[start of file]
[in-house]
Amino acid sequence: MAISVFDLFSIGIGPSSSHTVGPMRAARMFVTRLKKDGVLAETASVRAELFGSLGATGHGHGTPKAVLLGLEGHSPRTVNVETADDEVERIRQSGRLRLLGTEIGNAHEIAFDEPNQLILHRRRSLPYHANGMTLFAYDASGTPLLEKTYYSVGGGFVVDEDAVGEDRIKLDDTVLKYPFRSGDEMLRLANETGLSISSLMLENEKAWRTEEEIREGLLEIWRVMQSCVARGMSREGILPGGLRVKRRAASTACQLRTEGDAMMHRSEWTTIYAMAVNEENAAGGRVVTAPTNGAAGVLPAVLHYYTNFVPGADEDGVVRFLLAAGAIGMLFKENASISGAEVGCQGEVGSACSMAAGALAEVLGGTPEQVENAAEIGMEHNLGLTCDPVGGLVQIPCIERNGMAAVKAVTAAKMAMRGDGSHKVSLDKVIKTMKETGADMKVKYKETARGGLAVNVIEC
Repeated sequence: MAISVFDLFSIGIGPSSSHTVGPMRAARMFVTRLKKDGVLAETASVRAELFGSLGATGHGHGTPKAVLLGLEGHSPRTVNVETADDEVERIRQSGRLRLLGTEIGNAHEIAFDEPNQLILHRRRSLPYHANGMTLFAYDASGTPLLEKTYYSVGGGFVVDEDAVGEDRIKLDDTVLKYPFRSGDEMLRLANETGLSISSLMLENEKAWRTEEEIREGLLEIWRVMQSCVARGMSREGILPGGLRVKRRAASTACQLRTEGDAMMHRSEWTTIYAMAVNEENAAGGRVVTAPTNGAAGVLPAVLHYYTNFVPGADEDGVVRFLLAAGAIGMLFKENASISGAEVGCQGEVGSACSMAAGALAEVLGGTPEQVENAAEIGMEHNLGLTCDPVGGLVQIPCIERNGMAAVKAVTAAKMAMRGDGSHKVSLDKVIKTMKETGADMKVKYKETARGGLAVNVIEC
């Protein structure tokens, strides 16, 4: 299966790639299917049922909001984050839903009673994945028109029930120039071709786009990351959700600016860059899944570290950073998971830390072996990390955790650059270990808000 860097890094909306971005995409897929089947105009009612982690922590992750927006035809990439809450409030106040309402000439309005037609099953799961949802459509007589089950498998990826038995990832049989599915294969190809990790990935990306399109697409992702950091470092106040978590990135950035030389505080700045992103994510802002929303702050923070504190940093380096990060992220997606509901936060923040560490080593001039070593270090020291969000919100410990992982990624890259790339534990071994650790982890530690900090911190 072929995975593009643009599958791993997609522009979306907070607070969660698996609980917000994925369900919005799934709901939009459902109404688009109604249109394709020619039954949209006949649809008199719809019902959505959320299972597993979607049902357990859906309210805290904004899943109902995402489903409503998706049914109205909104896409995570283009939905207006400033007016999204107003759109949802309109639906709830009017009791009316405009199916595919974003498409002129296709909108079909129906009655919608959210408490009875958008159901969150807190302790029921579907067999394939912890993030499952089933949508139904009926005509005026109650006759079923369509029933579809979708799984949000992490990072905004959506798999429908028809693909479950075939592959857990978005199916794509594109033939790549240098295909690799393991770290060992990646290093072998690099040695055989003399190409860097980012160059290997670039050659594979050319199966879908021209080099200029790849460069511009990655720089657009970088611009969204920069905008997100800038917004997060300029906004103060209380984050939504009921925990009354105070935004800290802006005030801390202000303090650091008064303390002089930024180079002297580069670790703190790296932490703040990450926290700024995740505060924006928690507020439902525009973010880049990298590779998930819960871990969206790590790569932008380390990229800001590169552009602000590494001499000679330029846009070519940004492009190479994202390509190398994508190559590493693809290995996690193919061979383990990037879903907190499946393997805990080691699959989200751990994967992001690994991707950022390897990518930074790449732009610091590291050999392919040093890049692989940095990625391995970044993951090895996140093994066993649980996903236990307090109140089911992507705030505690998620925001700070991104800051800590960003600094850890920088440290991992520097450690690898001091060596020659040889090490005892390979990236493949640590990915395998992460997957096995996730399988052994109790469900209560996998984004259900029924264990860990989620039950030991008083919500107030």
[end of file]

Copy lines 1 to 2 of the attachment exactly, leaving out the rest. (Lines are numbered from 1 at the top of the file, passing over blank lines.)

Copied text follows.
[in-house]
Amino acid sequence: MAISVFDLFSIGIGPSSSHTVGPMRAARMFVTRLKKDGVLAETASVRAELFGSLGATGHGHGTPKAVLLGLEGHSPRTVNVETADDEVERIRQSGRLRLLGTEIGNAHEIAFDEPNQLILHRRRSLPYHANGMTLFAYDASGTPLLEKTYYSVGGGFVVDEDAVGEDRIKLDDTVLKYPFRSGDEMLRLANETGLSISSLMLENEKAWRTEEEIREGLLEIWRVMQSCVARGMSREGILPGGLRVKRRAASTACQLRTEGDAMMHRSEWTTIYAMAVNEENAAGGRVVTAPTNGAAGVLPAVLHYYTNFVPGADEDGVVRFLLAAGAIGMLFKENASISGAEVGCQGEVGSACSMAAGALAEVLGGTPEQVENAAEIGMEHNLGLTCDPVGGLVQIPCIERNGMAAVKAVTAAKMAMRGDGSHKVSLDKVIKTMKETGADMKVKYKETARGGLAVNVIEC